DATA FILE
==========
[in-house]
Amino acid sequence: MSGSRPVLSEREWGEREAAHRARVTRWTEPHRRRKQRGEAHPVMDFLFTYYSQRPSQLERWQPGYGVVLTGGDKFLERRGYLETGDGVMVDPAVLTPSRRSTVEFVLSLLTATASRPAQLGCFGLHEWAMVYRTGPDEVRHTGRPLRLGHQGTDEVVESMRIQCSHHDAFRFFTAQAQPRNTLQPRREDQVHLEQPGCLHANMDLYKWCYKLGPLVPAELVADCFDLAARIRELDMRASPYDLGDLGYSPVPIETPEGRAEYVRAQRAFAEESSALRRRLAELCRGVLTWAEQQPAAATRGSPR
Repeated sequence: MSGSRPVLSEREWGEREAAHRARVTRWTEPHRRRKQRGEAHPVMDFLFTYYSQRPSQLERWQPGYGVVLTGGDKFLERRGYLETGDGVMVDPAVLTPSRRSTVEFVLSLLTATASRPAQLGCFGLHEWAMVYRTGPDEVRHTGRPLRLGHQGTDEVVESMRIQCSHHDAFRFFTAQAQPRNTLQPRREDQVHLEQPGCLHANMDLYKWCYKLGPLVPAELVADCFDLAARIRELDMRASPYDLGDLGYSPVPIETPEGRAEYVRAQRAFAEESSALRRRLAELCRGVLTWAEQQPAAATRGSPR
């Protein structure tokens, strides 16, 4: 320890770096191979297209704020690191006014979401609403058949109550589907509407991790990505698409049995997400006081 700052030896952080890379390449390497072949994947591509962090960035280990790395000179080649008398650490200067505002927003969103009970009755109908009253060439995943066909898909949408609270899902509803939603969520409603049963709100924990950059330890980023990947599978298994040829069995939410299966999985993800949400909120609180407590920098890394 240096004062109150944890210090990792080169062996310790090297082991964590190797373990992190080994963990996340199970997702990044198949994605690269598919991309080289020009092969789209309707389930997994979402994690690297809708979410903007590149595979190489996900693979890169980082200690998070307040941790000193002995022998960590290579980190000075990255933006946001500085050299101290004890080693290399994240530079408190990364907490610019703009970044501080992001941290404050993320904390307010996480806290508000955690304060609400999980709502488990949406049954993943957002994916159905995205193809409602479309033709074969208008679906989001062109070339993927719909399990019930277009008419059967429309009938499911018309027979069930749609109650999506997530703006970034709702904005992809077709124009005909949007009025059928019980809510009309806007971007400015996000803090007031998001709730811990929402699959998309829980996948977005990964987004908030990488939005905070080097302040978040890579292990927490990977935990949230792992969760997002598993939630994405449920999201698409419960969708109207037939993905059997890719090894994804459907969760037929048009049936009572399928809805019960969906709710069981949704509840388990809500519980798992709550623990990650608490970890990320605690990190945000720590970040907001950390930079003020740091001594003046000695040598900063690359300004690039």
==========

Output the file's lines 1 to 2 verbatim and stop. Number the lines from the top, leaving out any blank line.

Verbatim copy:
[in-house]
Amino acid sequence: MSGSRPVLSEREWGEREAAHRARVTRWTEPHRRRKQRGEAHPVMDFLFTYYSQRPSQLERWQPGYGVVLTGGDKFLERRGYLETGDGVMVDPAVLTPSRRSTVEFVLSLLTATASRPAQLGCFGLHEWAMVYRTGPDEVRHTGRPLRLGHQGTDEVVESMRIQCSHHDAFRFFTAQAQPRNTLQPRREDQVHLEQPGCLHANMDLYKWCYKLGPLVPAELVADCFDLAARIRELDMRASPYDLGDLGYSPVPIETPEGRAEYVRAQRAFAEESSALRRRLAELCRGVLTWAEQQPAAATRGSPR